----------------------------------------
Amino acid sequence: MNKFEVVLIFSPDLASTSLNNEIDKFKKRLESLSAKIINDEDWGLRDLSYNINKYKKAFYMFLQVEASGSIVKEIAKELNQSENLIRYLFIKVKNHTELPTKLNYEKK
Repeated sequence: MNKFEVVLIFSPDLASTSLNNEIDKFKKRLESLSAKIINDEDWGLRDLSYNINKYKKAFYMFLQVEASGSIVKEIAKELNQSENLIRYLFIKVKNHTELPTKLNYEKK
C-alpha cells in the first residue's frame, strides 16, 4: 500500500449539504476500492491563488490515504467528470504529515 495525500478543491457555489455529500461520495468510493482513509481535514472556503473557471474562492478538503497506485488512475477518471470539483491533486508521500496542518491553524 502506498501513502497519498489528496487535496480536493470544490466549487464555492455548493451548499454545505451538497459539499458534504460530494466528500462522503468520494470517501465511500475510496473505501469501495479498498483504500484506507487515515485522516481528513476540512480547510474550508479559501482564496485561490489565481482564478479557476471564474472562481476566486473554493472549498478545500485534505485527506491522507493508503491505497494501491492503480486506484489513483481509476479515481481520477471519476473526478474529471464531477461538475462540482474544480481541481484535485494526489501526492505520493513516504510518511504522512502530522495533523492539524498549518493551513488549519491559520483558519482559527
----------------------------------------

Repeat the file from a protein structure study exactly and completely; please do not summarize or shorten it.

Amino acid sequence: MNKFEVVLIFSPDLASTSLNNEIDKFKKRLESLSAKIINDEDWGLRDLSYNINKYKKAFYMFLQVEASGSIVKEIAKELNQSENLIRYLFIKVKNHTELPTKLNYEKK
Repeated sequence: MNKFEVVLIFSPDLASTSLNNEIDKFKKRLESLSAKIINDEDWGLRDLSYNINKYKKAFYMFLQVEASGSIVKEIAKELNQSENLIRYLFIKVKNHTELPTKLNYEKK
C-alpha cells in the first residue's frame, strides 16, 4: 500500500449539504476500492491563488490515504467528470504529515 495525500478543491457555489455529500461520495468510493482513509481535514472556503473557471474562492478538503497506485488512475477518471470539483491533486508521500496542518491553524 502506498501513502497519498489528496487535496480536493470544490466549487464555492455548493451548499454545505451538497459539499458534504460530494466528500462522503468520494470517501465511500475510496473505501469501495479498498483504500484506507487515515485522516481528513476540512480547510474550508479559501482564496485561490489565481482564478479557476471564474472562481476566486473554493472549498478545500485534505485527506491522507493508503491505497494501491492503480486506484489513483481509476479515481481520477471519476473526478474529471464531477461538475462540482474544480481541481484535485494526489501526492505520493513516504510518511504522512502530522495533523492539524498549518493551513488549519491559520483558519482559527